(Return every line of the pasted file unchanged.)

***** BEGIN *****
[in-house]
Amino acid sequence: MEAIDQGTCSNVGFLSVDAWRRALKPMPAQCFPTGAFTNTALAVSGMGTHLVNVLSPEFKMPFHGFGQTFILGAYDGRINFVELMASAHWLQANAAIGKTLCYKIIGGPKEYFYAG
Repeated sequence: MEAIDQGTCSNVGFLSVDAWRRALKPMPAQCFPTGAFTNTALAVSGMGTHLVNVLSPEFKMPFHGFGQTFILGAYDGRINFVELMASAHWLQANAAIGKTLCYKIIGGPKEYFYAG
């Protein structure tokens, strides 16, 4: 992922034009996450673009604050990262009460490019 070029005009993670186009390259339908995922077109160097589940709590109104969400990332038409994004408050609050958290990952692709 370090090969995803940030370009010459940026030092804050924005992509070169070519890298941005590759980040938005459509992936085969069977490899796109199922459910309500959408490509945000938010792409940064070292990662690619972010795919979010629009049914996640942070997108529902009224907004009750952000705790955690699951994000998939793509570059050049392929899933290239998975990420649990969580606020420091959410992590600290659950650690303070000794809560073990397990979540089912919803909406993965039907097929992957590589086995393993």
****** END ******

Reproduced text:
[in-house]
Amino acid sequence: MEAIDQGTCSNVGFLSVDAWRRALKPMPAQCFPTGAFTNTALAVSGMGTHLVNVLSPEFKMPFHGFGQTFILGAYDGRINFVELMASAHWLQANAAIGKTLCYKIIGGPKEYFYAG
Repeated sequence: MEAIDQGTCSNVGFLSVDAWRRALKPMPAQCFPTGAFTNTALAVSGMGTHLVNVLSPEFKMPFHGFGQTFILGAYDGRINFVELMASAHWLQANAAIGKTLCYKIIGGPKEYFYAG
């Protein structure tokens, strides 16, 4: 992922034009996450673009604050990262009460490019 070029005009993670186009390259339908995922077109160097589940709590109104969400990332038409994004408050609050958290990952692709 370090090969995803940030370009010459940026030092804050924005992509070169070519890298941005590759980040938005459509992936085969069977490899796109199922459910309500959408490509945000938010792409940064070292990662690619972010795919979010629009049914996640942070997108529902009224907004009750952000705790955690699951994000998939793509570059050049392929899933290239998975990420649990969580606020420091959410992590600290659950650690303070000794809560073990397990979540089912919803909406993965039907097929992957590589086995393993």